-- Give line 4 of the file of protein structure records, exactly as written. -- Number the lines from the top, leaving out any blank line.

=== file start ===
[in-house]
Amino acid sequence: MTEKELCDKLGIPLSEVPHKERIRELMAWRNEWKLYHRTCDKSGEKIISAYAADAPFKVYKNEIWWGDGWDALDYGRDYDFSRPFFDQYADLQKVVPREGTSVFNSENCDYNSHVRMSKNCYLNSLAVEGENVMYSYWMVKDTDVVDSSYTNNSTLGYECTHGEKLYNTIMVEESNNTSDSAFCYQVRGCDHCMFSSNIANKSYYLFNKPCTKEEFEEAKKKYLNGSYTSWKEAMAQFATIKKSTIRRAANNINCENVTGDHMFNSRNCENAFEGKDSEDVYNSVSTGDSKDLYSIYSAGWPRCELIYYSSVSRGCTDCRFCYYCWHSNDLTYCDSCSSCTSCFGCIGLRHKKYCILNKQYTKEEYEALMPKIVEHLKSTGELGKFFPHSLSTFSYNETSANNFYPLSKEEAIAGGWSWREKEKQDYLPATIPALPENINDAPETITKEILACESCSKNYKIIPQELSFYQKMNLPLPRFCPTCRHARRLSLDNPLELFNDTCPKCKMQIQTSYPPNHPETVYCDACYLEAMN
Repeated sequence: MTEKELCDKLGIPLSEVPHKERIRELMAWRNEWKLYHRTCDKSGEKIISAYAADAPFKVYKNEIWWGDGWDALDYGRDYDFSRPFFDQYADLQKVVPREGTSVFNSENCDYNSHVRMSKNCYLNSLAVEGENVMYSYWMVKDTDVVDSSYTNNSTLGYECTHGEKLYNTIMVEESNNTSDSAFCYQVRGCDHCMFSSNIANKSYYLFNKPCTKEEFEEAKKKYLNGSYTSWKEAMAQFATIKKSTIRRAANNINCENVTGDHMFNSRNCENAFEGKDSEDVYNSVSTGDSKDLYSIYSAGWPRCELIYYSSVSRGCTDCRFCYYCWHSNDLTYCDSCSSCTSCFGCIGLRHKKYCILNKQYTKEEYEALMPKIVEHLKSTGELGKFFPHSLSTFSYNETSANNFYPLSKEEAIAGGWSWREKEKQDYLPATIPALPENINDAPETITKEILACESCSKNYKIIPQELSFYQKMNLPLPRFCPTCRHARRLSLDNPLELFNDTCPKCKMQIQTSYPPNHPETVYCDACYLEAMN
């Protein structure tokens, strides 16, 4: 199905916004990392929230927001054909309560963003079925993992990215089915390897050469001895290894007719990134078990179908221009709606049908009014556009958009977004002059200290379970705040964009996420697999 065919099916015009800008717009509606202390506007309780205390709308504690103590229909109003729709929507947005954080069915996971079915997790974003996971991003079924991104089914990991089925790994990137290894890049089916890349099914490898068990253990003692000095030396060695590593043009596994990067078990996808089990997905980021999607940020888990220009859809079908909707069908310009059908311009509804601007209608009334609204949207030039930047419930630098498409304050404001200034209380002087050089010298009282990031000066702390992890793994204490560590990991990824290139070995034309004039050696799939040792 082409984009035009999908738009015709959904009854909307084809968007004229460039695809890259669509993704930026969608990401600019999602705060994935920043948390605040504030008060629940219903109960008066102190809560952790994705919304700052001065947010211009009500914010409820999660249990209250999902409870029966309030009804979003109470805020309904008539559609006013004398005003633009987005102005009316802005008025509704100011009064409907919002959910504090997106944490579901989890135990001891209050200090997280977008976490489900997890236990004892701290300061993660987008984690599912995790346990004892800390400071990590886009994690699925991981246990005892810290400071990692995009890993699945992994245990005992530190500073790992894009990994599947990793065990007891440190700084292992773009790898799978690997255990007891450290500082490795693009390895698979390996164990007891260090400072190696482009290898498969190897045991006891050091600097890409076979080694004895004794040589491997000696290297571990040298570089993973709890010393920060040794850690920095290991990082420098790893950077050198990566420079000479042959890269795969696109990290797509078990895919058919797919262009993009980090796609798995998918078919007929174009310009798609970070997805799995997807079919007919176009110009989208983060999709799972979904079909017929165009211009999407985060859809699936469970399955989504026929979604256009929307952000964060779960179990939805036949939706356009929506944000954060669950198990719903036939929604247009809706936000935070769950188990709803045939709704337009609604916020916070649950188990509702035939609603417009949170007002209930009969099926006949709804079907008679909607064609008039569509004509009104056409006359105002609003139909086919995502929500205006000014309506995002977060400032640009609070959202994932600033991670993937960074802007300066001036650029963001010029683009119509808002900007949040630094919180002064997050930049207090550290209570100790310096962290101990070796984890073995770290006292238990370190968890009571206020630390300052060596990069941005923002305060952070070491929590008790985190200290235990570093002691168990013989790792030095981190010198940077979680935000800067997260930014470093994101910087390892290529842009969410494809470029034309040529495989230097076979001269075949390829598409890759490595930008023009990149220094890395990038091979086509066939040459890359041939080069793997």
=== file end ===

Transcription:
């Protein structure tokens, strides 16, 4: 199905916004990392929230927001054909309560963003079925993992990215089915390897050469001895290894007719990134078990179908221009709606049908009014556009958009977004002059200290379970705040964009996420697999 065919099916015009800008717009509606202390506007309780205390709308504690103590229909109003729709929507947005954080069915996971079915997790974003996971991003079924991104089914990991089925790994990137290894890049089916890349099914490898068990253990003692000095030396060695590593043009596994990067078990996808089990997905980021999607940020888990220009859809079908909707069908310009059908311009509804601007209608009334609204949207030039930047419930630098498409304050404001200034209380002087050089010298009282990031000066702390992890793994204490560590990991990824290139070995034309004039050696799939040792 082409984009035009999908738009015709959904009854909307084809968007004229460039695809890259669509993704930026969608990401600019999602705060994935920043948390605040504030008060629940219903109960008066102190809560952790994705919304700052001065947010211009009500914010409820999660249990209250999902409870029966309030009804979003109470805020309904008539559609006013004398005003633009987005102005009316802005008025509704100011009064409907919002959910504090997106944490579901989890135990001891209050200090997280977008976490489900997890236990004892701290300061993660987008984690599912995790346990004892800390400071990590886009994690699925991981246990005892810290400071990692995009890993699945992994245990005992530190500073790992894009990994599947990793065990007891440190700084292992773009790898799978690997255990007891450290500082490795693009390895698979390996164990007891260090400072190696482009290898498969190897045991006891050091600097890409076979080694004895004794040589491997000696290297571990040298570089993973709890010393920060040794850690920095290991990082420098790893950077050198990566420079000479042959890269795969696109990290797509078990895919058919797919262009993009980090796609798995998918078919007929174009310009798609970070997805799995997807079919007919176009110009989208983060999709799972979904079909017929165009211009999407985060859809699936469970399955989504026929979604256009929307952000964060779960179990939805036949939706356009929506944000954060669950198990719903036939929604247009809706936000935070769950188990709803045939709704337009609604916020916070649950188990509702035939609603417009949170007002209930009969099926006949709804079907008679909607064609008039569509004509009104056409006359105002609003139909086919995502929500205006000014309506995002977060400032640009609070959202994932600033991670993937960074802007300066001036650029963001010029683009119509808002900007949040630094919180002064997050930049207090550290209570100790310096962290101990070796984890073995770290006292238990370190968890009571206020630390300052060596990069941005923002305060952070070491929590008790985190200290235990570093002691168990013989790792030095981190010198940077979680935000800067997260930014470093994101910087390892290529842009969410494809470029034309040529495989230097076979001269075949390829598409890759490595930008023009990149220094890395990038091979086509066939040459890359041939080069793997």